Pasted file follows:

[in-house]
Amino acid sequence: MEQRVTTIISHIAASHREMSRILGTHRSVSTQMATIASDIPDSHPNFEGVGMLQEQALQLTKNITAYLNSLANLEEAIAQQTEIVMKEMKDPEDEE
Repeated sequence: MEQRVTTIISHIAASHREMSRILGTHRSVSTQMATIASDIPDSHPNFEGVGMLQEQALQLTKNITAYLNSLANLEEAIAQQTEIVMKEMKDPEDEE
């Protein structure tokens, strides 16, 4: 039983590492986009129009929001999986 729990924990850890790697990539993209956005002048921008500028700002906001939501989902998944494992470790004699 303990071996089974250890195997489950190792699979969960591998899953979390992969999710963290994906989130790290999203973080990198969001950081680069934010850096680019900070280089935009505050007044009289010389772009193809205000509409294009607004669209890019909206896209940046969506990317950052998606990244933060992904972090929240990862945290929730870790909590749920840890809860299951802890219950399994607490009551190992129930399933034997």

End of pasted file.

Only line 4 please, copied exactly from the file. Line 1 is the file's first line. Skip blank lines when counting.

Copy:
């Protein structure tokens, strides 16, 4: 039983590492986009129009929001999986 729990924990850890790697990539993209956005002048921008500028700002906001939501989902998944494992470790004699 303990071996089974250890195997489950190792699979969960591998899953979390992969999710963290994906989130790290999203973080990198969001950081680069934010850096680019900070280089935009505050007044009289010389772009193809205000509409294009607004669209890019909206896209940046969506990317950052998606990244933060992904972090929240990862945290929730870790909590749920840890809860299951802890219950399994607490009551190992129930399933034997």